ABC News’ Kirit Radia Reports: President Obama made his first trip to the State Department today, only his second day in office, to showcase what he said was his commitment to renewing American diplomacy.
Obama spoke before a crowd of distinguished guests as well as staffers from each bureau and office of the State Department.
"My appearance today, as has been noted, underscores my commitment to the importance of diplomacy and renewing American leadership," President Obama said. "And it gives me an opportunity to thank you for the services that you perform every single day."
As Secretary of State Hillary Clinton had noted earlier in the day, Obama emphasized that he and Clinton were on the same page, again aiming to dispel the notion of any lingering divisions between the two from last year’s primary.
He also spoke about the executive orders he signed today.
"This morning, I signed three executive orders. First, I can say without exception or equivocation that the United States will not torture," Obama said, receiving loud applause from the crowd.
"The world needs to understand that America will be unyielding in its defense of its security and relentless in its pursuit of those who would carry out terrorism or threaten the United States," he added. "And that’s why, in this twilight struggle, we need a durable framework. The orders that I signed today should send an unmistakable signal that our actions in defense of liberty will be just as our cause and that we, the people, will uphold our fundamental values as vigilantly as we protect our security. Once again, America’s moral example must be the bedrock and the beacon of our global leadership."
Obama and his new top diplomat Clinton also unveiled what Vice President Joe Biden today called their "two new powerful weapons" — former senator George Mitchell and former Ambassador Richard Holbrooke.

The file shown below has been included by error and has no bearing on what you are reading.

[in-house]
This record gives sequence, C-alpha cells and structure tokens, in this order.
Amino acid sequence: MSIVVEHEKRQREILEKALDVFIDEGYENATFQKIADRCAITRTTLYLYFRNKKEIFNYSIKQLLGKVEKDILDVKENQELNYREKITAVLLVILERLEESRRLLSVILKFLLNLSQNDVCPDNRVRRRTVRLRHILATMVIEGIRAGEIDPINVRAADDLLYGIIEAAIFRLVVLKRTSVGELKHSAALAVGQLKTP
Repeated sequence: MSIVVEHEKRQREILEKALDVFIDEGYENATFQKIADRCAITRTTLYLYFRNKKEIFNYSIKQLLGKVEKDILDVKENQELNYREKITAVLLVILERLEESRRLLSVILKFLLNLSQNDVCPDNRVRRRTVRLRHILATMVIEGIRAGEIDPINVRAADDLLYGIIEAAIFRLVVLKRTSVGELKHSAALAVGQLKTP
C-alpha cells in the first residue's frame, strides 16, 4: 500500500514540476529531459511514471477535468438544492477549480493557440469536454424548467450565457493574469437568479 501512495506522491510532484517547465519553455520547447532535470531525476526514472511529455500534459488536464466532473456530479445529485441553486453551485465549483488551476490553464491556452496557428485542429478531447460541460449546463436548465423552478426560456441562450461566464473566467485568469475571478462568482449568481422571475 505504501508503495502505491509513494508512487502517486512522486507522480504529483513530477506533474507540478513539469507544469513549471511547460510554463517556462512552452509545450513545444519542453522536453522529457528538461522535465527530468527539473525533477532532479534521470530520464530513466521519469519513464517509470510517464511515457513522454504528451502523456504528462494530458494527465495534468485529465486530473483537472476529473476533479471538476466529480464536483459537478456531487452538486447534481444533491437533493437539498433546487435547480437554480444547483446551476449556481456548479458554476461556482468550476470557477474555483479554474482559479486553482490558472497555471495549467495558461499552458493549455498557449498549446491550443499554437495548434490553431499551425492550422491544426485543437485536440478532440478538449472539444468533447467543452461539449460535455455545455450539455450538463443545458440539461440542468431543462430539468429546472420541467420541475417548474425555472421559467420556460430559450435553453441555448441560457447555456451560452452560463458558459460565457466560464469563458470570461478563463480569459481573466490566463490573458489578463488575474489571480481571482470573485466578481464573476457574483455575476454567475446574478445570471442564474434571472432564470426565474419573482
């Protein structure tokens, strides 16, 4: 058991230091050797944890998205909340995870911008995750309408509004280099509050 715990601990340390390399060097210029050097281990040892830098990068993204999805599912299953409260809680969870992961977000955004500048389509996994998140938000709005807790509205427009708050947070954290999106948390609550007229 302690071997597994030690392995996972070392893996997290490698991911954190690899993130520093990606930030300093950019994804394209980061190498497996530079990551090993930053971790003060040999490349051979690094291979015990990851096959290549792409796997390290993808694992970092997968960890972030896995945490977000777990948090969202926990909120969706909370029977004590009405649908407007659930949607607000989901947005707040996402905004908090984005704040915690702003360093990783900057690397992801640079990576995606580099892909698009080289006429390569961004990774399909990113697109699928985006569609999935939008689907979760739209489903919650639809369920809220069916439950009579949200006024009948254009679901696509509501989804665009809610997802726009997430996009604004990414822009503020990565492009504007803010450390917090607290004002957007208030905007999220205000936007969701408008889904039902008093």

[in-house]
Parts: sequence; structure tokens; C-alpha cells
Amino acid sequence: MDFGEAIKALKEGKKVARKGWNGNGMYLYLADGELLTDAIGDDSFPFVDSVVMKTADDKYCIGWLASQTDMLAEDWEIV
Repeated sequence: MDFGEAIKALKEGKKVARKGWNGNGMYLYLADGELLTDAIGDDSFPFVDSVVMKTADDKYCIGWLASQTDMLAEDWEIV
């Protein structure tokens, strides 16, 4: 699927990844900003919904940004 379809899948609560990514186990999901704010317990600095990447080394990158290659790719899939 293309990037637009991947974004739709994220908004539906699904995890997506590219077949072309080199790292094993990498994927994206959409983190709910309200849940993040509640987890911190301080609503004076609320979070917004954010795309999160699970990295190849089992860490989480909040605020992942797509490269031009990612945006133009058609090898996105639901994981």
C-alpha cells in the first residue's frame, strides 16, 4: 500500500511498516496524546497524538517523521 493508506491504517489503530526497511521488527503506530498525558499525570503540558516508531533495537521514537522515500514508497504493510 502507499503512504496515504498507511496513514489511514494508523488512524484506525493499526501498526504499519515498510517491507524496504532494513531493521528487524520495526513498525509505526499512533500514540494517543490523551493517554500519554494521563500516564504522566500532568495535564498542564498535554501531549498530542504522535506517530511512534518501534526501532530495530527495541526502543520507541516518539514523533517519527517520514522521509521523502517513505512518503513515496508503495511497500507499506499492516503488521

Mitchell will take on the daunting task of shepherding the limping Middle East peace process. Holbrooke will take on the heavy portfolio of envoy to Afghanistan and Pakistan. One might wonder who has the tougher road ahead, but both men are experienced negotiators. Mitchell helped broker peace in Northern Ireland and Holbrooke mediated the Dayton Accords that ended violence in Bosnia.
Obama said he would send Mitchell to the Middle East as soon as possible, but later State Department officials could not say when that might happen. The President outlined a position similar to that of the Bush administration, but his position appeared to be more balanced than that of his predecessor and offered additional acknowledgement of Palestinian concerns.
Obama said his team will take an integrated approach to dealing with Afghanistan and Pakistan and boost aid for the two countries, as well as resources for Americans working there. He pledged to pursue elements of terror in Afghanistan and across the border.
Asked after his remarks when or if he would appoint an envoy to Iran, Obama said, "We are not having a press conference now, but we will have a comprehensive policy for Iran that we will announce in due course."
In addition to top representatives from each State Department bureau, several foreign policy bigwigs were present for Obama’s visit.
John Negroponte, who just two days ago served as deputy secretary, was made to wait for two hours before the President and new secretary arrived. Other faces in the crowd included Bill Cohen, Vernon Jordan, Strobe Talbott, Martin Indyk and Maine Sen. Susan Collins, who introduced Obama’s pick for U.S. ambassador to the United Nations Susan Rice at her confirmation hearing last week.
Holbrooke was seen talking to Richard Boucher, who handled South Asia under former Secretary of State Condoleezza Rice, and Mitchell was seen talking to Jeffery Feltman, who is serving as acting assistant secretary of state for near eastern affairs and was previously ambassador to Lebanon.
Before the public event, Obama and Clinton conferred with top advisors over lunch. Holbrooke and Mitchell attended, as did chief of staff Rahm Emanuel, national security advisor Jim Jones, Jones’ deputy Tom Donilon, undersecretary of State for political affairs Bill Burns, Biden, Boucher, and Clinton’s new chief of staff Cheryl Mills. Clinton’s two deputies Jim Steinberg and Jacob Lew, who had their confirmation hearings this morning, were called into the lunch towards the end.
Other notable names were nowhere to be found. There was no sign of Susan Rice, nor of expected assistant secretary for East Asian and Pacific Affairs Wendy Sherman or former Secretary of State Madeline Albright. Also no sign of Bill or Chelsea Clinton.